Touchscreens were an intriguing new technology when they initially became widespread. The ATM now has a touchscreen, as do gas station displays, McDonald’s ordering kiosks, airport check-ins, and other devices.
Every day, we see the much-appreciated gesture control functionality appear in new gadgets. This technology may become the next touchscreen; it will soon be so commonplace that we won’t notice it. But, for the time being, we shall marvel at its outstanding capabilities.
For instance, Google smart displays are at the top of the best smart displays available today. There are numerous reasons to purchase a Nest Hub product, including sophisticated third-party interfaces, outstanding acoustics, and a camera-free variant for people concerned about security.
Quick Gestures is a simple but very useful function of the Nest Hub, now in its second generation, and the Nest Hub Max. It’s a means of communicating with your device without touching or speaking to it.
Every display has a distinct approach to Quick Gestures. If you enable the feature, the Nest Hub Max uses its built-in camera to detect motions. The Nest Hub has no camera and detects movement using Google’s tiny radar technology. The motions on every display are also slightly different. In contrast, if you’re listening to music on Spotify on the Nest Hub Max, you may pause or resume it with an open hand. You can reject timers and alarms with a wave on the updated Nest Hub, and the same action can dismiss an overly chatty Assistant.
For Quick Motions to operate on your Google display, you’ll need to enable a few settings, and you may also need to master the appropriate method for Google to identify your gestures.
Here’s how each Nest Hub model works.
Nest Hub Max
Since the Nest Hub Max utilizes its camera for Quick Gestures, Camera Sensing and Quick Gestures must be enabled. Open the Google Home App, locate your Nest Hub Max display, then go to Settings > Recognition and Sharing > Recognition and Personalization. Then enable Camera Sensing and Quick Gestures.
You can now navigate your smartphone using hand gestures if these features are enabled. Nest Hub Max has only one control; when staring at the camera, raise your hand with your palm facing the device; this will pause or start media, turn off timers and alarms, and silence Google Assistant.
Suppose you are not keen on Quick Gestures or need to consider the feature more useful. You can disable Camera Sensing and Quick Gestures in the Google Home App by going to the previously mentioned option. Alternatively, you can disable these features by moving the display’s mic and camera switches on the back.
Nest Hub (2nd Gen)
There is no camera on the Nest Hub. It’s one of the features that most people appreciate. You get a superior smart display and an option that provides additional peace of mind. Google employs Soli radar to detect motions in front of the display for Quick Gestures on the Nest Hub.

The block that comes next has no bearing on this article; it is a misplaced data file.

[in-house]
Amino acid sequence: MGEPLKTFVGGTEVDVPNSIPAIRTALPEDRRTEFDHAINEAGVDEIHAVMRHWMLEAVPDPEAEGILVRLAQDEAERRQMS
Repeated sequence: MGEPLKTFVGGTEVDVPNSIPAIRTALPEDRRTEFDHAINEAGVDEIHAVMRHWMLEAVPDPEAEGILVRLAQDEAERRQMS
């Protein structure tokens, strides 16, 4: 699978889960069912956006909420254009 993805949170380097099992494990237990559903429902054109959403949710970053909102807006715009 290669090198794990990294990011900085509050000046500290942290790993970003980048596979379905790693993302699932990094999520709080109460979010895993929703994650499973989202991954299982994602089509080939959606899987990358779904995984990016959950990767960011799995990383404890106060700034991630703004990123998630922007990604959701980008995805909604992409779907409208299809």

Hand commands will only work once you enable Quick Gestures and what Google calls Motion Sense, as you did with the Nest Hub Max. The Nest Hub makes it simple to enable these functionalities. Swipe up from the bottom of the display screen, pick the Settings gear at the bottom right, and see Motion Sense and Quick Gestures settings. You can enable Quick Gestures in the Google Home app if you want.
With Motion Sense and Quick Gestures activated, you can operate your display by swiping or tapping it. Touch the air before the display to pause and restart media or silence Google Assistant. Snooze an alarm or reject a timer by waving your hand in front of the Nest Hub.
These functions can be disabled using the menu on the display or the Google Home app. Quick Gestures are useful in the kitchen or when you’re across the room from your device, and they’re just one of the numerous things your smart display can do.
Differences Between Nest Hub (2nd Gen) and Nest Hub Max
If you’re considering using one of these devices in your house but need to figure out the differences, here’s a list for you.
The differences are noticeable in reality.
- On the Nest Hub 2nd Gen, you tap or wave in the air. You lift your arm and display your palm to the camera on the Nest Hub Max.
- The Soli sensor and Motion Sense are utilized on the Nest Hub 2nd Gen to recognize your gestures. The camera is being used on the Nest Hub Max.
- You may snooze the alarm on the Nest Hub 2nd Gen. You can ignore or switch off the alarm while using the Nest Hub Max.
What Will You Do If Errors Occur
Quick Gestures for the Google Nest Hub and Nest Hub Max are intended to work only when the display is reasonably certain you completed the gesture intentionally. However, it is common for the screen to misinterpret a normal action, such as making gestures during a conversation, for a Quick Gesture.
For instance, let’s say you are in your kitchen area when the music from your Nest Hub Max suddenly cuts off in the middle of a track; this typically means that someone at a nearby dining table was waving to make a point, and then there was no music. The Nest Hub Max is intended to only detect Quick Gestures when you glance at it while simultaneously time; however, an accidental but precisely timed glance at the display may be enough.
So, is Google Play continually halting music by accident because it sees Quick Gestures everywhere? Technically, maybe it was an extremely unusual occurrence. However, if your Google Nest Hub or Hub Max abruptly stops playing music, you should give it a wave before calling tech support.
That’s all there is to it. We’ve finally quenched your appetite for Quick Gestures on Google Assistant. Those who came before us could only dream of performing this function; currently, they are on their path to becoming household names.
Using such Quick Gestures is basic and easy, yet it simplifies your contact with the device. The alarm-snoozing motion is especially useful for sleepy mornings.